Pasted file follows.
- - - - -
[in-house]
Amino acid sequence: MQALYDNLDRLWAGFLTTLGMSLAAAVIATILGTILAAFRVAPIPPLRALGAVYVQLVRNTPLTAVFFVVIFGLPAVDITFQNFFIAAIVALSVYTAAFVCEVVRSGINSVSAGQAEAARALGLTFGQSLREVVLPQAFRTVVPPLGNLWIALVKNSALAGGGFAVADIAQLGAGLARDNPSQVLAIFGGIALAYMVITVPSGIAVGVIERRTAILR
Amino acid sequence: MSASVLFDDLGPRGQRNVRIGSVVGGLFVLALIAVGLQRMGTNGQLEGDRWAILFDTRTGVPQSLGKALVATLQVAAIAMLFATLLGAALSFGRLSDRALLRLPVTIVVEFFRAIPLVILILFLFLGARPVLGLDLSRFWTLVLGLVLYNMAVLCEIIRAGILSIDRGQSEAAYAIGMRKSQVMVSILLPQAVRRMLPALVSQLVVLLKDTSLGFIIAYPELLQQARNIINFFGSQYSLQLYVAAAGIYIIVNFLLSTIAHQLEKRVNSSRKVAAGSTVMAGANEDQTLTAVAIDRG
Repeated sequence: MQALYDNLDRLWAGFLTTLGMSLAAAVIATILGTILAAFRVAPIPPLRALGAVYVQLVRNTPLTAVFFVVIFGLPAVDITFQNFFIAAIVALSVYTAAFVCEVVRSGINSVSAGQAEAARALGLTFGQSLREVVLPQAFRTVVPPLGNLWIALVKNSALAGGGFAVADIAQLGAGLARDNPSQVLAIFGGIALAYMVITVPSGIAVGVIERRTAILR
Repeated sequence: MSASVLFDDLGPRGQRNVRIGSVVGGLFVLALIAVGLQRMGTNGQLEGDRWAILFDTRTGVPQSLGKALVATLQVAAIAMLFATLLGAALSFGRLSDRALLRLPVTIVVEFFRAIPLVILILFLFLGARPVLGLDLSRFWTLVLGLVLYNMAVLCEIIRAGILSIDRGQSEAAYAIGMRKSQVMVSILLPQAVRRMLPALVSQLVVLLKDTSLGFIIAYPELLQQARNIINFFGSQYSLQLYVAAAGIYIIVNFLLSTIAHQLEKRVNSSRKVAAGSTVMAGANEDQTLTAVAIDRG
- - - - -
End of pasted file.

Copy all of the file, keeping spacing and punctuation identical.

[in-house]
Amino acid sequence: MQALYDNLDRLWAGFLTTLGMSLAAAVIATILGTILAAFRVAPIPPLRALGAVYVQLVRNTPLTAVFFVVIFGLPAVDITFQNFFIAAIVALSVYTAAFVCEVVRSGINSVSAGQAEAARALGLTFGQSLREVVLPQAFRTVVPPLGNLWIALVKNSALAGGGFAVADIAQLGAGLARDNPSQVLAIFGGIALAYMVITVPSGIAVGVIERRTAILR
Amino acid sequence: MSASVLFDDLGPRGQRNVRIGSVVGGLFVLALIAVGLQRMGTNGQLEGDRWAILFDTRTGVPQSLGKALVATLQVAAIAMLFATLLGAALSFGRLSDRALLRLPVTIVVEFFRAIPLVILILFLFLGARPVLGLDLSRFWTLVLGLVLYNMAVLCEIIRAGILSIDRGQSEAAYAIGMRKSQVMVSILLPQAVRRMLPALVSQLVVLLKDTSLGFIIAYPELLQQARNIINFFGSQYSLQLYVAAAGIYIIVNFLLSTIAHQLEKRVNSSRKVAAGSTVMAGANEDQTLTAVAIDRG
Repeated sequence: MQALYDNLDRLWAGFLTTLGMSLAAAVIATILGTILAAFRVAPIPPLRALGAVYVQLVRNTPLTAVFFVVIFGLPAVDITFQNFFIAAIVALSVYTAAFVCEVVRSGINSVSAGQAEAARALGLTFGQSLREVVLPQAFRTVVPPLGNLWIALVKNSALAGGGFAVADIAQLGAGLARDNPSQVLAIFGGIALAYMVITVPSGIAVGVIERRTAILR
Repeated sequence: MSASVLFDDLGPRGQRNVRIGSVVGGLFVLALIAVGLQRMGTNGQLEGDRWAILFDTRTGVPQSLGKALVATLQVAAIAMLFATLLGAALSFGRLSDRALLRLPVTIVVEFFRAIPLVILILFLFLGARPVLGLDLSRFWTLVLGLVLYNMAVLCEIIRAGILSIDRGQSEAAYAIGMRKSQVMVSILLPQAVRRMLPALVSQLVVLLKDTSLGFIIAYPELLQQARNIINFFGSQYSLQLYVAAAGIYIIVNFLLSTIAHQLEKRVNSSRKVAAGSTVMAGANEDQTLTAVAIDRG